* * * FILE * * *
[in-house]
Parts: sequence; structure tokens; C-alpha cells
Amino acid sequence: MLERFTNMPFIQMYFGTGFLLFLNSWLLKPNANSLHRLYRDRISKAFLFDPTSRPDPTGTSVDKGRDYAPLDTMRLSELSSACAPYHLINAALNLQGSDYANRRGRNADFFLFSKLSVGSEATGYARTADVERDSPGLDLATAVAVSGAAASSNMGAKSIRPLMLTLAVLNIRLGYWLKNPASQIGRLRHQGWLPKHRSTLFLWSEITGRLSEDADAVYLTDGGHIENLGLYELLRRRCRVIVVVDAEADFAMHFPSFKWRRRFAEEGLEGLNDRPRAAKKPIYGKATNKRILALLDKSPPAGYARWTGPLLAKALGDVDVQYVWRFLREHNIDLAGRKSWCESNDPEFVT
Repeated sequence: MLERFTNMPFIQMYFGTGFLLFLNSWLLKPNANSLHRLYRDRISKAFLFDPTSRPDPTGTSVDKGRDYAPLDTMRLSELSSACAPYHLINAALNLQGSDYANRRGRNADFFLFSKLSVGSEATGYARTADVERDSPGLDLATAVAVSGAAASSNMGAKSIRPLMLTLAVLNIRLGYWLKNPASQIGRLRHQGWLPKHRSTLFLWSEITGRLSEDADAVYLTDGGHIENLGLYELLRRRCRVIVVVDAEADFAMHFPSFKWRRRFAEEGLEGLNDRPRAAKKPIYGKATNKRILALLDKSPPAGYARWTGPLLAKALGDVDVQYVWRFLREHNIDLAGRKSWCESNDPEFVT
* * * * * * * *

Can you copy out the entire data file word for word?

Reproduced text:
[in-house]
Parts: sequence; structure tokens; C-alpha cells
Amino acid sequence: MLERFTNMPFIQMYFGTGFLLFLNSWLLKPNANSLHRLYRDRISKAFLFDPTSRPDPTGTSVDKGRDYAPLDTMRLSELSSACAPYHLINAALNLQGSDYANRRGRNADFFLFSKLSVGSEATGYARTADVERDSPGLDLATAVAVSGAAASSNMGAKSIRPLMLTLAVLNIRLGYWLKNPASQIGRLRHQGWLPKHRSTLFLWSEITGRLSEDADAVYLTDGGHIENLGLYELLRRRCRVIVVVDAEADFAMHFPSFKWRRRFAEEGLEGLNDRPRAAKKPIYGKATNKRILALLDKSPPAGYARWTGPLLAKALGDVDVQYVWRFLREHNIDLAGRKSWCESNDPEFVT
Repeated sequence: MLERFTNMPFIQMYFGTGFLLFLNSWLLKPNANSLHRLYRDRISKAFLFDPTSRPDPTGTSVDKGRDYAPLDTMRLSELSSACAPYHLINAALNLQGSDYANRRGRNADFFLFSKLSVGSEATGYARTADVERDSPGLDLATAVAVSGAAASSNMGAKSIRPLMLTLAVLNIRLGYWLKNPASQIGRLRHQGWLPKHRSTLFLWSEITGRLSEDADAVYLTDGGHIENLGLYELLRRRCRVIVVVDAEADFAMHFPSFKWRRRFAEEGLEGLNDRPRAAKKPIYGKATNKRILALLDKSPPAGYARWTGPLLAKALGDVDVQYVWRFLREHNIDLAGRKSWCESNDPEFVT